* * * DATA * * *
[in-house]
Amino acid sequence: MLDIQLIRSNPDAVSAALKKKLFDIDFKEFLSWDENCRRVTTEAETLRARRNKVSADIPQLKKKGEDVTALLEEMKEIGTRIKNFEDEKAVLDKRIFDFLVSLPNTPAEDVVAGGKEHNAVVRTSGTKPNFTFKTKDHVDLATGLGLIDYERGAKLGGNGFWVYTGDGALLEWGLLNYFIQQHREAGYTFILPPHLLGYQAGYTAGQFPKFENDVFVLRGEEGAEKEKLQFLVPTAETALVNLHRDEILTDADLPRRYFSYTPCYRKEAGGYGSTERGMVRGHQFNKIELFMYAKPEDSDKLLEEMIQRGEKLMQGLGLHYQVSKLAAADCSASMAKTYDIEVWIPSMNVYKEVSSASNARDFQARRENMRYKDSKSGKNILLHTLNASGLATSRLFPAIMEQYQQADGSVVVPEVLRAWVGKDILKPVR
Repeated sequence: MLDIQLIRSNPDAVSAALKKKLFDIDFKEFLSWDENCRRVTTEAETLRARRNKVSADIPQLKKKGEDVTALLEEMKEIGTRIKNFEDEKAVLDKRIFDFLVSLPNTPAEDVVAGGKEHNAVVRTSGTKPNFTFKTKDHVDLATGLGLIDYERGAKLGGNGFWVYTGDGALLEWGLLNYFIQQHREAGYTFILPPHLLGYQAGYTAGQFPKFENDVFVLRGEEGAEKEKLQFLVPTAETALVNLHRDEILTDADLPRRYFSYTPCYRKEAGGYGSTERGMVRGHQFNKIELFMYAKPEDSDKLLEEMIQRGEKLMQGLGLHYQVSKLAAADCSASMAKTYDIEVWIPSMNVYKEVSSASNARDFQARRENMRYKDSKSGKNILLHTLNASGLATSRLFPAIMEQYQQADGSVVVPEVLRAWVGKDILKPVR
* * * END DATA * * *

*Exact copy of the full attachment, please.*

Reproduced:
[in-house]
Amino acid sequence: MLDIQLIRSNPDAVSAALKKKLFDIDFKEFLSWDENCRRVTTEAETLRARRNKVSADIPQLKKKGEDVTALLEEMKEIGTRIKNFEDEKAVLDKRIFDFLVSLPNTPAEDVVAGGKEHNAVVRTSGTKPNFTFKTKDHVDLATGLGLIDYERGAKLGGNGFWVYTGDGALLEWGLLNYFIQQHREAGYTFILPPHLLGYQAGYTAGQFPKFENDVFVLRGEEGAEKEKLQFLVPTAETALVNLHRDEILTDADLPRRYFSYTPCYRKEAGGYGSTERGMVRGHQFNKIELFMYAKPEDSDKLLEEMIQRGEKLMQGLGLHYQVSKLAAADCSASMAKTYDIEVWIPSMNVYKEVSSASNARDFQARRENMRYKDSKSGKNILLHTLNASGLATSRLFPAIMEQYQQADGSVVVPEVLRAWVGKDILKPVR
Repeated sequence: MLDIQLIRSNPDAVSAALKKKLFDIDFKEFLSWDENCRRVTTEAETLRARRNKVSADIPQLKKKGEDVTALLEEMKEIGTRIKNFEDEKAVLDKRIFDFLVSLPNTPAEDVVAGGKEHNAVVRTSGTKPNFTFKTKDHVDLATGLGLIDYERGAKLGGNGFWVYTGDGALLEWGLLNYFIQQHREAGYTFILPPHLLGYQAGYTAGQFPKFENDVFVLRGEEGAEKEKLQFLVPTAETALVNLHRDEILTDADLPRRYFSYTPCYRKEAGGYGSTERGMVRGHQFNKIELFMYAKPEDSDKLLEEMIQRGEKLMQGLGLHYQVSKLAAADCSASMAKTYDIEVWIPSMNVYKEVSSASNARDFQARRENMRYKDSKSGKNILLHTLNASGLATSRLFPAIMEQYQQADGSVVVPEVLRAWVGKDILKPVR